We first introduce some notation and then begin our adventure with a brief introduction to the simplest problem of calculus of variations. We first consider g(t,x,u) which is assumed to be a twice differentiable with respect to all of its variables, i.e. g(t,x,u) belongs to C^{2} .  We denote Piecewise Smooth functions on the open interval (t_0,t_1) by PWS(t_0,t_1).  It is understood that  if f \in PWS(t_0,t_1), then

f(t) = c+\int_{t_0}^{t_1}w(s)ds              (1)

where w(t) is piecewise continuous function,PWC(t_0,t_1), on (t_0,t_1) and c is a constant .

Now let X = PWS(t_0,t_1) denote the space of all real values piecewise smooth functions defined on [t_0,t_1]. For each PWS  function  y:[t_0,t_1] \to R , define the J: X\to R by

J(y(. )) = \int_{t_0}^{t_1} \!g(s,x(s),x'(s))\,ds.

Assume the points (t_0,x_0), (t_1,x_1) are given and define the set of PWS functions \Lambda by

\Lambda =\{x(.) \in PWS(t_0,t_1) | x(t_0)=x_0, x(t_1)= x_1 \}.

Note the J:X\to R is a real valued function on X.

Our objective is to maximize or equivalently minimize the functional given above  on the set \Lambda.  It turns out that many optimization and control problems end up in the form of a functional like the one we defined. So if we can learn how to minimize such a functional on the set \Lambda of interest, then we can solve a great deal of problems that are very much practical. For example  the equations of motion of the   Double Pendulum can be found explicitly using Calculus of Variations methods very quickly.  However, before we embark on our journey, we first introduce the Holy Grail of Calculus of Variations, a beautiful  result , a mathematical jewel:The Lemma of Du Bois Reymond.

Lemma 1:

Part (A)

If \alpha(t) is   piecewise continuous on [t_0,t_1] and

\int_{t_0}^{t_1} \alpha(s) \psi'(s) ds =0              (2)

\forall \, \psi(.) \in W_0 =PWS_0(t_0,t_1) =\{ \psi \in PWS(t_0,t_1)|\psi(t_0)=0,\psi(t_1)=0\}, then \alpha(t)  is a constant on [t_0,t_1] except at a finite number of points. That is \exists a constant c and a set of points t_0<\hat{ t_1} < \hat{t_2}<\dots <\hat{t_p}<t_1, in (t_0,t_1) such that \forall \, t\in (t_0,t_1) with t\neq\hat{t_i},i=1,2,\dots , p \, \, \, \, \, \, \,\alpha(t)=c.  The converse is true.

Part (B)

If \alpha(t) and \beta(t) are PWC on [t_0,t_1] and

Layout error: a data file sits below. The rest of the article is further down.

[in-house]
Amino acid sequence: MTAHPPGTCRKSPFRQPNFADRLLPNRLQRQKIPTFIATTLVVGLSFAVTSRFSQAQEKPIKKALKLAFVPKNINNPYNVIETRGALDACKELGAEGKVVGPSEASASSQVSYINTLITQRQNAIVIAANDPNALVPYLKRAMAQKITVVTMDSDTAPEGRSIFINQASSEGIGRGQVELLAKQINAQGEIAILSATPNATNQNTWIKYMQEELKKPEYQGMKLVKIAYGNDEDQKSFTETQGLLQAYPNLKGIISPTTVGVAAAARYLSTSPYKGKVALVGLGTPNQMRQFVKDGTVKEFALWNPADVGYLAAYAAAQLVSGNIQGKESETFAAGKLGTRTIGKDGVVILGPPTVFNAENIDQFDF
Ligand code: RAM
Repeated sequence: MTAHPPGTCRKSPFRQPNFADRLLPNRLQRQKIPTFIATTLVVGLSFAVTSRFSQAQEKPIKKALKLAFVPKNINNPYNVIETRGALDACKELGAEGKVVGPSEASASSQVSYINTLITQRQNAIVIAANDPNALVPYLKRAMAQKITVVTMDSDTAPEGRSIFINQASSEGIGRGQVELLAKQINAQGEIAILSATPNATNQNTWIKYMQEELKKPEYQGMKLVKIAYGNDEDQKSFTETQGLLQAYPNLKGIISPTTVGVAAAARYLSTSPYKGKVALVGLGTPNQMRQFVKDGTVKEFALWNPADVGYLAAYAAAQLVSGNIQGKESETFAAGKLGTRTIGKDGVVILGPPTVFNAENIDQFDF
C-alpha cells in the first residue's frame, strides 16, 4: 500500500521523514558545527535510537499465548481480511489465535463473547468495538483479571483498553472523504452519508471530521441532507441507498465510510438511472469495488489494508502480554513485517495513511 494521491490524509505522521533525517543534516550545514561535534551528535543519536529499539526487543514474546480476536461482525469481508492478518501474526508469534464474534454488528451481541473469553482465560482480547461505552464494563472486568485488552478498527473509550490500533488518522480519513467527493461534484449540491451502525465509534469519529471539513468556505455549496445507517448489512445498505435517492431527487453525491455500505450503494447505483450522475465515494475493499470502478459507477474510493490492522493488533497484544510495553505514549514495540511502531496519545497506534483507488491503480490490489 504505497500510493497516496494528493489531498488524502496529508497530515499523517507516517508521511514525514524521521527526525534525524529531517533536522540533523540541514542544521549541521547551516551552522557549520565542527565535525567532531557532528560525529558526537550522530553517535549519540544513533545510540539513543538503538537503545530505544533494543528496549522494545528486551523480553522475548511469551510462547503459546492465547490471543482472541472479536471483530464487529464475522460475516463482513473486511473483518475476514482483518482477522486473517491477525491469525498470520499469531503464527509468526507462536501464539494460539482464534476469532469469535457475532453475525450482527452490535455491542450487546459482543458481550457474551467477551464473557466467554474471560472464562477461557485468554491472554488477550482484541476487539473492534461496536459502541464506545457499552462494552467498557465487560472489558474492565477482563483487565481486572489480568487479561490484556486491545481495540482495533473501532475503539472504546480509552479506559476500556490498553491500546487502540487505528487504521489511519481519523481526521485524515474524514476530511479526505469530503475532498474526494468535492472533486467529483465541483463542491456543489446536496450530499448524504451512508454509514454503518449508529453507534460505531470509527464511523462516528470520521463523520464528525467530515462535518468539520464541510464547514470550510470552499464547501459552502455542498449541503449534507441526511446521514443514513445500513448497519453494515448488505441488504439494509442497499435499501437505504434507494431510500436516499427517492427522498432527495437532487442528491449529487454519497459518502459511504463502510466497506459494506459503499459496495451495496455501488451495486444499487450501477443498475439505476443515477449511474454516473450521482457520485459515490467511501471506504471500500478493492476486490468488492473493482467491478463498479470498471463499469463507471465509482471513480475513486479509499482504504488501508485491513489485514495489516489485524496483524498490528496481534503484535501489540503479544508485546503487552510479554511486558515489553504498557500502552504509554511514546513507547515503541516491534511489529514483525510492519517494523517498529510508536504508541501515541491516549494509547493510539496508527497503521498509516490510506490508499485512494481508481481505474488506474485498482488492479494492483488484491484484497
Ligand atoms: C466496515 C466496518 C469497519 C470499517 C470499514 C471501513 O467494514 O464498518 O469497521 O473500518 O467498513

\int_{t_0}^{t_1}[\alpha(s) \psi(s) +\beta(s) \psi'(s)]ds=0

\forall \, \psi \in W_0, then  \exists a constant c   such that \forall t \in (t_0,t_1)


The converse holds. Furthermore, \beta(.) is PWS, and at points t where \alpha(.) is continuous

\beta'(t) = \alpha(t).

Now we proceed to proof part A .


If  \alpha(t) is to be a constant in the sense stated in the lemma above, then it must satisfy the following equation,

c = \dfrac{1}{t_1-t_0}\int_{t_0}^{t_1}\alpha(s)ds.                (3)

Since \psi(t) is required to vanish at the t_0 and t_1, it follows that

\int_{t_0}^{t_1} c \psi '(s) ds = c[ \psi (t_1) - \psi (t_0)] = 0

we observe that using the hypothesis  (2)  implies

\int_{t_0}^{t_1} (\alpha(s) - c)\psi'(s) ds =0.                (4)

We observe that the function \psi(t) = \int_{t_0}^{t}(\alpha(\tau) - c)d\tau is PWS by defintion (1). Clearly \psi(t_0) = \psi(t_1) =0 by (3); hence \psi(t) has the properties required in the part A of the lemma. Moreover, \psi'(t)= \alpha(t)-c except for a possible finite subset of [t_0,t_1]. After substituting \psi' = \alpha - c in  (4) we have that

\int_{t_0}^{t_1}(\alpha(s)-c)^2 ds=0.             (5)

Let t_2 \in [t_0,t_1]  be a point at which \alpha(t) is continuous. If \alpha(t_2)\neq c, then \alpha(t) must differ from c on some positive subinterval [t_0,t_1] of positive length. Integral (5) cannot then vanish as stated and, from this contradiction, we infer that \alpha(t_2) = c, hence \alpha(t) = c whenever \alpha(t) is continuous. This establishes the proof.   We leave the  part B and converse of part A as an exercise to the reader. The proof should require no more than integration by parts and introductory calculus.


Euler’s Necessary condition and some problems (already).